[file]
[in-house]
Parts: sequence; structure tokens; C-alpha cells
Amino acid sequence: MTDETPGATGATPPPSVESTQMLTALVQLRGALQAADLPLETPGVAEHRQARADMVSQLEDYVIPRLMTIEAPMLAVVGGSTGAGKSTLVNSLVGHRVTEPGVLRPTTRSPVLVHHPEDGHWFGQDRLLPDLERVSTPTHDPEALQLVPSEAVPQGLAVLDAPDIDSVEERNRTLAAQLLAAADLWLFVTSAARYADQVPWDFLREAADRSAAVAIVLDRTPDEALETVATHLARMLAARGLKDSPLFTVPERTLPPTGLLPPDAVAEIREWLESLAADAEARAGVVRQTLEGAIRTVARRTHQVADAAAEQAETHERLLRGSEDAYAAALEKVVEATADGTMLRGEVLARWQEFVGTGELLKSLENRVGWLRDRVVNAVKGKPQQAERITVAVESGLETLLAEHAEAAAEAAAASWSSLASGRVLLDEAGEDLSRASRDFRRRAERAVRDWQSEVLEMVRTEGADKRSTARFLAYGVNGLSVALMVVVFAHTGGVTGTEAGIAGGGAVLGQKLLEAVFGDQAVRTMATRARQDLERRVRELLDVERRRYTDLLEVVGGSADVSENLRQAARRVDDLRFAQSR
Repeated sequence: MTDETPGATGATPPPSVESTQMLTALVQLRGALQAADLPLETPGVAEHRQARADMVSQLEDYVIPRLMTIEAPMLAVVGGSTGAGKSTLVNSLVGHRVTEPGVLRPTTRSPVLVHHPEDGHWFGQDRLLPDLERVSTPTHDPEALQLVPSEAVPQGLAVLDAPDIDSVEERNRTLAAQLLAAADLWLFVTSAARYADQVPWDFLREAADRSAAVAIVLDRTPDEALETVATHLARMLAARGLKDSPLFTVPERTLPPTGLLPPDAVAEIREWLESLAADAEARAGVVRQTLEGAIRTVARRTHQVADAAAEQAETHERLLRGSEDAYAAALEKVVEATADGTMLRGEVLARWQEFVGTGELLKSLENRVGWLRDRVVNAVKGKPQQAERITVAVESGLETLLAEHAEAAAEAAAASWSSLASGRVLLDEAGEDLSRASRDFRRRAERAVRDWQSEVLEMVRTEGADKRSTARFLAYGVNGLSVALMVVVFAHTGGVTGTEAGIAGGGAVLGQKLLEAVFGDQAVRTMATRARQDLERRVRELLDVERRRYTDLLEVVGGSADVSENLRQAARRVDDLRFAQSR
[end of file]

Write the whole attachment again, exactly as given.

[in-house]
Parts: sequence; structure tokens; C-alpha cells
Amino acid sequence: MTDETPGATGATPPPSVESTQMLTALVQLRGALQAADLPLETPGVAEHRQARADMVSQLEDYVIPRLMTIEAPMLAVVGGSTGAGKSTLVNSLVGHRVTEPGVLRPTTRSPVLVHHPEDGHWFGQDRLLPDLERVSTPTHDPEALQLVPSEAVPQGLAVLDAPDIDSVEERNRTLAAQLLAAADLWLFVTSAARYADQVPWDFLREAADRSAAVAIVLDRTPDEALETVATHLARMLAARGLKDSPLFTVPERTLPPTGLLPPDAVAEIREWLESLAADAEARAGVVRQTLEGAIRTVARRTHQVADAAAEQAETHERLLRGSEDAYAAALEKVVEATADGTMLRGEVLARWQEFVGTGELLKSLENRVGWLRDRVVNAVKGKPQQAERITVAVESGLETLLAEHAEAAAEAAAASWSSLASGRVLLDEAGEDLSRASRDFRRRAERAVRDWQSEVLEMVRTEGADKRSTARFLAYGVNGLSVALMVVVFAHTGGVTGTEAGIAGGGAVLGQKLLEAVFGDQAVRTMATRARQDLERRVRELLDVERRRYTDLLEVVGGSADVSENLRQAARRVDDLRFAQSR
Repeated sequence: MTDETPGATGATPPPSVESTQMLTALVQLRGALQAADLPLETPGVAEHRQARADMVSQLEDYVIPRLMTIEAPMLAVVGGSTGAGKSTLVNSLVGHRVTEPGVLRPTTRSPVLVHHPEDGHWFGQDRLLPDLERVSTPTHDPEALQLVPSEAVPQGLAVLDAPDIDSVEERNRTLAAQLLAAADLWLFVTSAARYADQVPWDFLREAADRSAAVAIVLDRTPDEALETVATHLARMLAARGLKDSPLFTVPERTLPPTGLLPPDAVAEIREWLESLAADAEARAGVVRQTLEGAIRTVARRTHQVADAAAEQAETHERLLRGSEDAYAAALEKVVEATADGTMLRGEVLARWQEFVGTGELLKSLENRVGWLRDRVVNAVKGKPQQAERITVAVESGLETLLAEHAEAAAEAAAASWSSLASGRVLLDEAGEDLSRASRDFRRRAERAVRDWQSEVLEMVRTEGADKRSTARFLAYGVNGLSVALMVVVFAHTGGVTGTEAGIAGGGAVLGQKLLEAVFGDQAVRTMATRARQDLERRVRELLDVERRRYTDLLEVVGGSADVSENLRQAARRVDDLRFAQSR